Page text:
When our house was finished, our builder brought in truckloads of dirt from a pig farm. I was told by everyone I mentioned this to that we could grown anything in the pig dirt.
The grass started off great, but rapidly turned brown and died. However, we do have a nice green carpet of crabgrass.
As I look out my north facing window, there are six trees on the section of lawn between our driveway and our eastern lot line. Three of them are dogwoods; one is an oak, and one is a tulip poplar. And then there is the unknown tree, which I suspect might be a beech tree. The dogwoods are small and all thee of them are beneath the canopies of the larger trees. When I say larger, I mean 50 to 60 feet tall. On the strip of lawn? between the driveway and the west lot line, there are three more trees in the front. I think two are oaks that are right next to each other and the third is a maple. So we are talking 9 trees in front. The older lawn that was not disturbed by building is actually mostly grass. It's the green stuff closer to the house that is a problem.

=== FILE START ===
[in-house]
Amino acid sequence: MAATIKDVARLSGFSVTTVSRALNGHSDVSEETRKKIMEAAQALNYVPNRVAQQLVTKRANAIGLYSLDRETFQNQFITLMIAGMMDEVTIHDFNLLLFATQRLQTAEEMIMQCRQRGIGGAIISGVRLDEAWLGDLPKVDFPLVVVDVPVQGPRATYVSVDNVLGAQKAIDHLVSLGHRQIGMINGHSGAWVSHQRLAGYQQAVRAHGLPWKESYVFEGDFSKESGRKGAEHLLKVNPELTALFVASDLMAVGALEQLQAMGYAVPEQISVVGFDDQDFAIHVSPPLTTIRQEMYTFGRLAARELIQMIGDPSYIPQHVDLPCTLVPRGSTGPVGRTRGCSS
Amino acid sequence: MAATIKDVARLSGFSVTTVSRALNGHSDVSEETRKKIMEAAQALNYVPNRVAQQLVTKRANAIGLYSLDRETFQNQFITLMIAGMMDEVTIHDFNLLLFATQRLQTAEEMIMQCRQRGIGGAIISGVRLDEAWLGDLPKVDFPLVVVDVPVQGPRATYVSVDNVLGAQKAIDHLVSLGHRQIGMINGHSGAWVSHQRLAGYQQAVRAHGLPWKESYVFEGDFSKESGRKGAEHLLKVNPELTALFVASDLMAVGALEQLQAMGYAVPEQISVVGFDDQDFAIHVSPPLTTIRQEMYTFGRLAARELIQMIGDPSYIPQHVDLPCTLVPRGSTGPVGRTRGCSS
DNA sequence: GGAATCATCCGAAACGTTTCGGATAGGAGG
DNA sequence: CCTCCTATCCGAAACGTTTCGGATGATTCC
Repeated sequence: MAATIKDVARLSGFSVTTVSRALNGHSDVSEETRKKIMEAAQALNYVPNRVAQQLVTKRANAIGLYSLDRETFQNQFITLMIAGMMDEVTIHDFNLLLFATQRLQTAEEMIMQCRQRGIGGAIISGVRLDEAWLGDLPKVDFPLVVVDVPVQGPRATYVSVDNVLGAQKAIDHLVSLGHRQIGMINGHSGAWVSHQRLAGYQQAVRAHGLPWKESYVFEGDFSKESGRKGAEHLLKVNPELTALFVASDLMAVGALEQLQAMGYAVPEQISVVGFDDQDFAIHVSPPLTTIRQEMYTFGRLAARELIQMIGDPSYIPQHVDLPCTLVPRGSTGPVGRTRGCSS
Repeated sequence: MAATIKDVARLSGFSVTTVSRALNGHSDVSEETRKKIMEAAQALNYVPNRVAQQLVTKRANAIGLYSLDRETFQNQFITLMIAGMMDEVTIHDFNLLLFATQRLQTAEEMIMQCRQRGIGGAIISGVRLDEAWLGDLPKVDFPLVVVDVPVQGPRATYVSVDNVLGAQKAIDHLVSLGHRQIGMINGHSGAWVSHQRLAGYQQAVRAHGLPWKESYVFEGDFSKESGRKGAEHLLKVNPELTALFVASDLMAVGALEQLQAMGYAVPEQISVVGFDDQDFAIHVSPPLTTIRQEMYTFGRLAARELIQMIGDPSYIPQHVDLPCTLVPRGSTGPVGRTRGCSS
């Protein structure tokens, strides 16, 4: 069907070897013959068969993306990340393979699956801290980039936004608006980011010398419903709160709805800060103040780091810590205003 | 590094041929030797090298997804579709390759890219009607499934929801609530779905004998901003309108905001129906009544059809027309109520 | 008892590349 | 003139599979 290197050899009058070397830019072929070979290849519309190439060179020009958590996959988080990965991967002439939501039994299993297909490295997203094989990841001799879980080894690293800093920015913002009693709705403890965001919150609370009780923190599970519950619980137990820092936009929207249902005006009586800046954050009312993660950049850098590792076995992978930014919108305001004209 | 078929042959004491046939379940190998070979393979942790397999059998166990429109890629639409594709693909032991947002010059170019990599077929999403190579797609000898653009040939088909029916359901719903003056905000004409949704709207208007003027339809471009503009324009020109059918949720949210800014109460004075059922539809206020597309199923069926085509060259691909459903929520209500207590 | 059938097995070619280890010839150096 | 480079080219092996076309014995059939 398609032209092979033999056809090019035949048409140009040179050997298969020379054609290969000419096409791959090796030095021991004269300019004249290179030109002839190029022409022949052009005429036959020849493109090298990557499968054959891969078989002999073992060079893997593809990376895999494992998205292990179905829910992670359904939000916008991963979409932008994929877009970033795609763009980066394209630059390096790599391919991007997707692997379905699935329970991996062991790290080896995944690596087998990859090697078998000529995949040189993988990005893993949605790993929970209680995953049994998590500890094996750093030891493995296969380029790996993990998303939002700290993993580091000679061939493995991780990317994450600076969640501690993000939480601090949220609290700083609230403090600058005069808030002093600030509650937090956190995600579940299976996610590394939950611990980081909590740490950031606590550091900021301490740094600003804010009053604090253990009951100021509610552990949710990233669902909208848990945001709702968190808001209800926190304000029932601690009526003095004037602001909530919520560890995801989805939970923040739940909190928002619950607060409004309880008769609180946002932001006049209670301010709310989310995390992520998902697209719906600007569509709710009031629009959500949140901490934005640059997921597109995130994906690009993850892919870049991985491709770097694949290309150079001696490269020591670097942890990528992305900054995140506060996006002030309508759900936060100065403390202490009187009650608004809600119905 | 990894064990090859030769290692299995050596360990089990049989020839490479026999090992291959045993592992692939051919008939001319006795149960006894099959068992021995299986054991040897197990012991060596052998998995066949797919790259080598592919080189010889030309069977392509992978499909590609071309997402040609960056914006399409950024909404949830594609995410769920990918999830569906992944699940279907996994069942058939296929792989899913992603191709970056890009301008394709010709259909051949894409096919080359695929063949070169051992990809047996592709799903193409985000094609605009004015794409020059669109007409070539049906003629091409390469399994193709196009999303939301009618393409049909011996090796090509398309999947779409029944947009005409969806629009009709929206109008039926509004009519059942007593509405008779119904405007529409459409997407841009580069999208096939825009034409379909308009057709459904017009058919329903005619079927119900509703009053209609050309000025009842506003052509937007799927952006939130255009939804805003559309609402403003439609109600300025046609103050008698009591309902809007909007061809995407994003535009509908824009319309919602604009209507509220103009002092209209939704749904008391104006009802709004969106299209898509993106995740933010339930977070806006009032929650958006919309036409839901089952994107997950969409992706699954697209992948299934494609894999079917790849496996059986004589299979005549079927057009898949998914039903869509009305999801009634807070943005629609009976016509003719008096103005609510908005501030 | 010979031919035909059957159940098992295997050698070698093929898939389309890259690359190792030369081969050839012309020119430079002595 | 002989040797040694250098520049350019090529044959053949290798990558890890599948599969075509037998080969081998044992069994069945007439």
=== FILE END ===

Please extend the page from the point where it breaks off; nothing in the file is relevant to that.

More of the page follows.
Here in Tennessee, when you build a house, you get some landscaping and a seeded lawn. That works really well if your house is completed by September. Ours was finished in May, and seeded then, and that is only a little less worse than seeding in June, July and August.
Last night, we discovered this at a class on maintaining a fescue lawn in Tennessee. So now, DH and I are faced with the daunting task of killing off an area of crabgrass the size of our front lawn when we lived in Michigan.
Oh, did I mention we got rid of most of our lawn tools when we moved?